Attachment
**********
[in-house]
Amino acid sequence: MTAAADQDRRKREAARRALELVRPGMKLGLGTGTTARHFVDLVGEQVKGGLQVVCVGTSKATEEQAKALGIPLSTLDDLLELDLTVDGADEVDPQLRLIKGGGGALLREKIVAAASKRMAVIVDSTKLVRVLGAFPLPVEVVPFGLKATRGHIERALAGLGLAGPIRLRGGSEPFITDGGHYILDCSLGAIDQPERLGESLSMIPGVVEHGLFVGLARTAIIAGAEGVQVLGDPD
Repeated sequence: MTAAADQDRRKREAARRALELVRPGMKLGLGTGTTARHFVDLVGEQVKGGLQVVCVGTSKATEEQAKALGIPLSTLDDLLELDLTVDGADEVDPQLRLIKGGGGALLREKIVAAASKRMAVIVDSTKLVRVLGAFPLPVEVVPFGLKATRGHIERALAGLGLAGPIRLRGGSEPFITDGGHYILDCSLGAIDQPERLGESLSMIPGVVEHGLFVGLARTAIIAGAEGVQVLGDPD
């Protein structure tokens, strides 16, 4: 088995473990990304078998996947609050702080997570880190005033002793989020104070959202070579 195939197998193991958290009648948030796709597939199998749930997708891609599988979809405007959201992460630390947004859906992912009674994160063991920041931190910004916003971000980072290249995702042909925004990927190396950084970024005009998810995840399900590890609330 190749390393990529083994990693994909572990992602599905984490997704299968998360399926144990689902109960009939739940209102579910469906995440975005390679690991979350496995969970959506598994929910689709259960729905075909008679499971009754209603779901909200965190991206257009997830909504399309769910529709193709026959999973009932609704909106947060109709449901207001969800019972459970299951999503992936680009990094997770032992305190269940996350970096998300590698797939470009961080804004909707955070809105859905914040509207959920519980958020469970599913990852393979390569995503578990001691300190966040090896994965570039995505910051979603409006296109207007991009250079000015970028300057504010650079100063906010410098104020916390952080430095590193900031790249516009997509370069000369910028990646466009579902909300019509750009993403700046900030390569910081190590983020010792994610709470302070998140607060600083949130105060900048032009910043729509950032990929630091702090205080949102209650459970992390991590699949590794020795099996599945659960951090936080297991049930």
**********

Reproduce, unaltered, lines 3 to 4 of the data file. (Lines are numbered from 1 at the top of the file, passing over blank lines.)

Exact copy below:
Repeated sequence: MTAAADQDRRKREAARRALELVRPGMKLGLGTGTTARHFVDLVGEQVKGGLQVVCVGTSKATEEQAKALGIPLSTLDDLLELDLTVDGADEVDPQLRLIKGGGGALLREKIVAAASKRMAVIVDSTKLVRVLGAFPLPVEVVPFGLKATRGHIERALAGLGLAGPIRLRGGSEPFITDGGHYILDCSLGAIDQPERLGESLSMIPGVVEHGLFVGLARTAIIAGAEGVQVLGDPD
């Protein structure tokens, strides 16, 4: 088995473990990304078998996947609050702080997570880190005033002793989020104070959202070579 195939197998193991958290009648948030796709597939199998749930997708891609599988979809405007959201992460630390947004859906992912009674994160063991920041931190910004916003971000980072290249995702042909925004990927190396950084970024005009998810995840399900590890609330 190749390393990529083994990693994909572990992602599905984490997704299968998360399926144990689902109960009939739940209102579910469906995440975005390679690991979350496995969970959506598994929910689709259960729905075909008679499971009754209603779901909200965190991206257009997830909504399309769910529709193709026959999973009932609704909106947060109709449901207001969800019972459970299951999503992936680009990094997770032992305190269940996350970096998300590698797939470009961080804004909707955070809105859905914040509207959920519980958020469970599913990852393979390569995503578990001691300190966040090896994965570039995505910051979603409006296109207007991009250079000015970028300057504010650079100063906010410098104020916390952080430095590193900031790249516009997509370069000369910028990646466009579902909300019509750009993403700046900030390569910081190590983020010792994610709470302070998140607060600083949130105060900048032009910043729509950032990929630091702090205080949102209650459970992390991590699949590794020795099996599945659960951090936080297991049930």